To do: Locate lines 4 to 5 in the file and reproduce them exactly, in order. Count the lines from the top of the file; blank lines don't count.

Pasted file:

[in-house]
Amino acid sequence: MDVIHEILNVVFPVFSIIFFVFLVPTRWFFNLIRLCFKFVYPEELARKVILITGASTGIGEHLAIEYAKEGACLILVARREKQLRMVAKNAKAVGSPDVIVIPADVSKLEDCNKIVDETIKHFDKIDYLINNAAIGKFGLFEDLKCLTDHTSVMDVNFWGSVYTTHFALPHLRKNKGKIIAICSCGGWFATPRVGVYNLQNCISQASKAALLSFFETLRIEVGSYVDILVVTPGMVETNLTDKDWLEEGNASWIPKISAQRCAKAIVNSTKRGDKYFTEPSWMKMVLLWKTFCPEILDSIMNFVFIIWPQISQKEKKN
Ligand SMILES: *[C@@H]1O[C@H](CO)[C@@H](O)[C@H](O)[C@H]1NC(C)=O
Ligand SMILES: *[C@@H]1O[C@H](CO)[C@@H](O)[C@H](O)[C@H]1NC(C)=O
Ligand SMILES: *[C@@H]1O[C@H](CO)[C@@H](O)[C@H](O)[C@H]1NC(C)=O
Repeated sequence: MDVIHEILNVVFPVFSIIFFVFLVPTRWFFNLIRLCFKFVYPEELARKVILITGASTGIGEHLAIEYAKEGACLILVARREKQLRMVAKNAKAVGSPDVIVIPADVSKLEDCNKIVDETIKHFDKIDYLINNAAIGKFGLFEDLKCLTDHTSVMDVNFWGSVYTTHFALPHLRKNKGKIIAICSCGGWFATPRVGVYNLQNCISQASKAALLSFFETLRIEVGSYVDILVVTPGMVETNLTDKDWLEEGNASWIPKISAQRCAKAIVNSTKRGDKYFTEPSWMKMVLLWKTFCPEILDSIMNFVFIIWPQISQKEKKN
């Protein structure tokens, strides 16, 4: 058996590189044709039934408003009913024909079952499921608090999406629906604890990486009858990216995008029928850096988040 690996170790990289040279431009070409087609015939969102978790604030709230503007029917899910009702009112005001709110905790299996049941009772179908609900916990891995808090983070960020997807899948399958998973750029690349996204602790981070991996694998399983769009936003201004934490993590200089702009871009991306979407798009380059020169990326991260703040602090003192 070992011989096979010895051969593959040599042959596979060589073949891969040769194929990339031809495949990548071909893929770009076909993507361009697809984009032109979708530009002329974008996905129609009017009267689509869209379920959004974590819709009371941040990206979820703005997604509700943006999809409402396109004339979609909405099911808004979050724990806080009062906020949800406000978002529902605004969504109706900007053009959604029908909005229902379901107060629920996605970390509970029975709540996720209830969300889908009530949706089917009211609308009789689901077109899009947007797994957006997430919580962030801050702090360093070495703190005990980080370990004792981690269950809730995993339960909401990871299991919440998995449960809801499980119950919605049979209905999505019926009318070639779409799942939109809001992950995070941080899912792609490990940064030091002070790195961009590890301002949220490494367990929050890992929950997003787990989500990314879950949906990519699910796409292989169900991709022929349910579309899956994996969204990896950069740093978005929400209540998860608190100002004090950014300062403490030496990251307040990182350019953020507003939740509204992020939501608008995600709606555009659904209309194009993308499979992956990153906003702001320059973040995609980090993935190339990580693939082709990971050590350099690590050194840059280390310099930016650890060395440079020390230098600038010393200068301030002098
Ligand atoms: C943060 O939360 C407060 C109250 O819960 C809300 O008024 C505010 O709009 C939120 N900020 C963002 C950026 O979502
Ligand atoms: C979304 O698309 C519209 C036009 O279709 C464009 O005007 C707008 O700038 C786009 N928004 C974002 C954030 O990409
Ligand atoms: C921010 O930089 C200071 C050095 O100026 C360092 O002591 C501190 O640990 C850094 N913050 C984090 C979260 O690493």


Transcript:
Ligand SMILES: *[C@@H]1O[C@H](CO)[C@@H](O)[C@H](O)[C@H]1NC(C)=O
Ligand SMILES: *[C@@H]1O[C@H](CO)[C@@H](O)[C@H](O)[C@H]1NC(C)=O